- 15 Sep 22
The Dublin-based actress and writer's brand new play Blister will complete it's four-day Dublin Fringe Festival run at The New Theatre from September 20-24, with matinees on 23 and 24.
Dublin based actor and writer, Síofra O'Meara, is taking the Dublin Fringe Festival by storm with her hilariously dry-witted new play, Blister. Síofra stars opposite Eddie Murphy as one half of problematic couple, Linda and Patrick.
Ahead of the show's debut, Hot Press chatted to Síofra about the humour and themes in Blister, her thoughts on the Irish arts scene, self confidence, and much more.
Blister premieres towards the end of Dublin Fringe Festival, which features a stacked line-up of incredible artists and creative works.
"It's really funny because we're on the last week of the festival, so, it's great because we have the most rehearsal time, but it's also really bad because when everyone else is partying and celebrating in the pub while we still have a show to do," O'Meara smiles. "I’ll still be a hermit up until the 24th probably."
Observing a young couple who gain an unwanted visitor - herpes - Blister deals with the stigma, shame and life changes that come with gaining a sexually transmitted infection (STI or STD), and aims to inform the audience about the lifelong but massively common virus. However, it manages to do so with the an ever-lingering dry Irish humour.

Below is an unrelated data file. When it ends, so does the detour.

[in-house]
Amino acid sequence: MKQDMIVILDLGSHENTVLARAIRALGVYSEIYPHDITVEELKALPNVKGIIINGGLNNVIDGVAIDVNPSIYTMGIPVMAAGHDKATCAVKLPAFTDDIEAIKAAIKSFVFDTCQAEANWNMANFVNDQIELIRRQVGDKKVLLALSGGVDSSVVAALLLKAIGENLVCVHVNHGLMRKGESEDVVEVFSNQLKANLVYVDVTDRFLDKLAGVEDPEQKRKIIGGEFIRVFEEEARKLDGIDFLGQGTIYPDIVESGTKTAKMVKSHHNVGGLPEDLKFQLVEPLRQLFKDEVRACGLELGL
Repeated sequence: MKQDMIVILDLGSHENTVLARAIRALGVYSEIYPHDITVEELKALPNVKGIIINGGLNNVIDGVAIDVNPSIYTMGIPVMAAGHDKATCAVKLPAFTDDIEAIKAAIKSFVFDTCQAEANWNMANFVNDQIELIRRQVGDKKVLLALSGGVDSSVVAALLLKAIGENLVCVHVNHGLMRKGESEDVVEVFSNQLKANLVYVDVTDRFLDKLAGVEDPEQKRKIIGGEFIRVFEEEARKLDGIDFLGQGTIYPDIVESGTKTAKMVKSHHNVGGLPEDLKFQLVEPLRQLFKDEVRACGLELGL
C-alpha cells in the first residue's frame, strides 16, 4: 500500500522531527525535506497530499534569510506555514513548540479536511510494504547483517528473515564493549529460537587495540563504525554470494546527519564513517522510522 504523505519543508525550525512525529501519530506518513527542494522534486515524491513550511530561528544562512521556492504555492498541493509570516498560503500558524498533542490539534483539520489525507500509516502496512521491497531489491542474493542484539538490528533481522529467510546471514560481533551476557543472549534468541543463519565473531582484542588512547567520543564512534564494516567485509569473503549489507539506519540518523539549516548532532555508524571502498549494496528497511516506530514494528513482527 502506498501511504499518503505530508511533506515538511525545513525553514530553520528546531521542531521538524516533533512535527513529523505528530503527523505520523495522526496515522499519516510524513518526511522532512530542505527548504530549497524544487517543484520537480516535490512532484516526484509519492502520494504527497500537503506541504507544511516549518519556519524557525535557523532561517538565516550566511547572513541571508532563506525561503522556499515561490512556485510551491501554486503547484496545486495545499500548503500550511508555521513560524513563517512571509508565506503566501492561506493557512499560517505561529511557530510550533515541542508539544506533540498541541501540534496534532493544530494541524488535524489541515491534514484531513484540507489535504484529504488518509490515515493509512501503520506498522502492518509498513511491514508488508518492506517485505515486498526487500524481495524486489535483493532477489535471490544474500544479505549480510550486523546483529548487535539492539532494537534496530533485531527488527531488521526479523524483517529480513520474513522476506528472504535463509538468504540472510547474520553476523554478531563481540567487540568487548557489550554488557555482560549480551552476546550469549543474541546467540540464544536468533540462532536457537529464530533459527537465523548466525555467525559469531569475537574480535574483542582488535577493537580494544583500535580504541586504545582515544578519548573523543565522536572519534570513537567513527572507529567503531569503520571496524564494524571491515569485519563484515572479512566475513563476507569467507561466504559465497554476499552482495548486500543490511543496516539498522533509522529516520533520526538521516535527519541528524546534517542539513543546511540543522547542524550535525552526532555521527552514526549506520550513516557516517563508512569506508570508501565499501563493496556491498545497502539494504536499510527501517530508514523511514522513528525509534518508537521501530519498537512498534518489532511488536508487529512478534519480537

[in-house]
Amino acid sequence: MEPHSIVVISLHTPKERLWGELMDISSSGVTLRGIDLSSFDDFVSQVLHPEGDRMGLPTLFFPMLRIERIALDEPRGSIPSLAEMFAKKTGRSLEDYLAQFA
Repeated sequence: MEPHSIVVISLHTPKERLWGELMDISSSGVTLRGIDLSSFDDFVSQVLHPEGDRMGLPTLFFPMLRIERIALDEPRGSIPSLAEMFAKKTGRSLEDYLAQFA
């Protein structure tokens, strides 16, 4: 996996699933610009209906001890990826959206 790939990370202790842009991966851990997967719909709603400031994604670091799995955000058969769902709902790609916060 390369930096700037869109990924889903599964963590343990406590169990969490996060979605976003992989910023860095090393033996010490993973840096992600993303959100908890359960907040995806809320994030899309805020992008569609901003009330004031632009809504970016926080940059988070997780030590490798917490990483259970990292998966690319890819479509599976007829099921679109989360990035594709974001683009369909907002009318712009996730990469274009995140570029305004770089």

"The humour is important because obviously, there's moments that aren't funny at all," Síofra notes.
The journey of creating this play has revealed how little a lot of adults in Ireland understand STIs.
"If you're in your adulthood, and you've ever been to get an STI test, you know how anxious and what kind of mental state you go into when you think you could potentially have something," the actress explains. "Especially something that's branded incurable, such as herpes.
"When I started learning about the STI, the misinformation that follows the positive diagnosis and the negative mental impact that comes with it is just fascinating," she continues, enthusiastically. "If you watch any YouTube video of people talking about herpes, the comment section is filled with people saying: 'I'm so happy I saw this because I thought I was never going to date again, I thought it was never going to be able to fall in love with anyone.'
"I didn't know that if I went in for an STI test and I pee in a cup that I wasn't being tested for herpes," she tells me. "I didn't know it had to be a blood test. In our production company people didn't know about it until they read the script.
"So I wanted to write something exploring that misinformation and exploring the mental impact of herpes. And how Patrick and Linda's dynamic is before and after that."
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Síofra also aims for this play to portray the issues in modern dating and how difficult it can be. Themes of toxicity and mental health issues run through the conversations in the play, perfectly laying out the world of young adults today.